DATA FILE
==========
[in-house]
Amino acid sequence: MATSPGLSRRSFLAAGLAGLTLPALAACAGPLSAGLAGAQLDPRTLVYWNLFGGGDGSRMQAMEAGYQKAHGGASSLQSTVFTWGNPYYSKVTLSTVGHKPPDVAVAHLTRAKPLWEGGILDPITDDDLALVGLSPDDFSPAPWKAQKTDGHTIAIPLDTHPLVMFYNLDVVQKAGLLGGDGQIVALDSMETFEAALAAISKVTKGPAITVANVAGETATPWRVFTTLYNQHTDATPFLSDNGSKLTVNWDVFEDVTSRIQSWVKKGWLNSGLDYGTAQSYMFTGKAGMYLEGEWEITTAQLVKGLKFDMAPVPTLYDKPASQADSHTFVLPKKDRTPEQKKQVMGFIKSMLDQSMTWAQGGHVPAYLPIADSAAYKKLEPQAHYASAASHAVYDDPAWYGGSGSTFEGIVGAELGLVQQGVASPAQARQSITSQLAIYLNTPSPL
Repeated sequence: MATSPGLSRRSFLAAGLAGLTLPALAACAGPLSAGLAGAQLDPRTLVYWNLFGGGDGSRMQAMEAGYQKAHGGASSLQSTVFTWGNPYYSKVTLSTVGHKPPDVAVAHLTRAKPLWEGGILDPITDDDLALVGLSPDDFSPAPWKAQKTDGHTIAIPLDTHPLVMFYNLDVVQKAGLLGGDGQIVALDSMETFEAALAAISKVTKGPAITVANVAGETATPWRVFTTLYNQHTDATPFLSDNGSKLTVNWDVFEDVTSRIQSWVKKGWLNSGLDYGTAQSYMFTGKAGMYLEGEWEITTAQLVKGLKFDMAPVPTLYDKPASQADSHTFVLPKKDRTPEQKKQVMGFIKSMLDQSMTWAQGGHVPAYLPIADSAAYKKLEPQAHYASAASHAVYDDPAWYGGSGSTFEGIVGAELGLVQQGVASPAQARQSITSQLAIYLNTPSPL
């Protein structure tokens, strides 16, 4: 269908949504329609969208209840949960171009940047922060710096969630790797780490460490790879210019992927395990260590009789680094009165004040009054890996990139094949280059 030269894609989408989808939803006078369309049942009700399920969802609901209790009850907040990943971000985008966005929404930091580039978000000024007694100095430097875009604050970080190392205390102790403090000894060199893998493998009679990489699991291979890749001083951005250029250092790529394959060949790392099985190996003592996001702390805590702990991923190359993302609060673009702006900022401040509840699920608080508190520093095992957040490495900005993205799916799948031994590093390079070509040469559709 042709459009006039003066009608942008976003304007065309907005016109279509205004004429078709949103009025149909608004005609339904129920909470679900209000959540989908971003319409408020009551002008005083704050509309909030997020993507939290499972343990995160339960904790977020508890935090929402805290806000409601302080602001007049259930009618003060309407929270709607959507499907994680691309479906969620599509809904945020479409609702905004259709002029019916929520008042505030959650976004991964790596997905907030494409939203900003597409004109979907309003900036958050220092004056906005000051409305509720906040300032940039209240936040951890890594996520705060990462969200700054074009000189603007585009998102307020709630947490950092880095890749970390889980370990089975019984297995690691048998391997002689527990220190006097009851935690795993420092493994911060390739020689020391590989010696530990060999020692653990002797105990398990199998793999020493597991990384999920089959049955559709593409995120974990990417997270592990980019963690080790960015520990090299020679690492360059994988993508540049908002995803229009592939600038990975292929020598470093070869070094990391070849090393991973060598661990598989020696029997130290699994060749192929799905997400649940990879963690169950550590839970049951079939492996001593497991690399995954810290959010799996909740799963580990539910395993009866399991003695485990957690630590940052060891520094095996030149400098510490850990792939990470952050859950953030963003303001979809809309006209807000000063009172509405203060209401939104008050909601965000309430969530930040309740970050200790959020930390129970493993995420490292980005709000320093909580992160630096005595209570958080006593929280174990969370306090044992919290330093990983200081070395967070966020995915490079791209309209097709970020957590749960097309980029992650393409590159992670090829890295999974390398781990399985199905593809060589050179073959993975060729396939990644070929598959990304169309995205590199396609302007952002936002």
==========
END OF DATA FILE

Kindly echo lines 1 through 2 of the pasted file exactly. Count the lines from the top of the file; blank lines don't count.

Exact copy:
[in-house]
Amino acid sequence: MATSPGLSRRSFLAAGLAGLTLPALAACAGPLSAGLAGAQLDPRTLVYWNLFGGGDGSRMQAMEAGYQKAHGGASSLQSTVFTWGNPYYSKVTLSTVGHKPPDVAVAHLTRAKPLWEGGILDPITDDDLALVGLSPDDFSPAPWKAQKTDGHTIAIPLDTHPLVMFYNLDVVQKAGLLGGDGQIVALDSMETFEAALAAISKVTKGPAITVANVAGETATPWRVFTTLYNQHTDATPFLSDNGSKLTVNWDVFEDVTSRIQSWVKKGWLNSGLDYGTAQSYMFTGKAGMYLEGEWEITTAQLVKGLKFDMAPVPTLYDKPASQADSHTFVLPKKDRTPEQKKQVMGFIKSMLDQSMTWAQGGHVPAYLPIADSAAYKKLEPQAHYASAASHAVYDDPAWYGGSGSTFEGIVGAELGLVQQGVASPAQARQSITSQLAIYLNTPSPL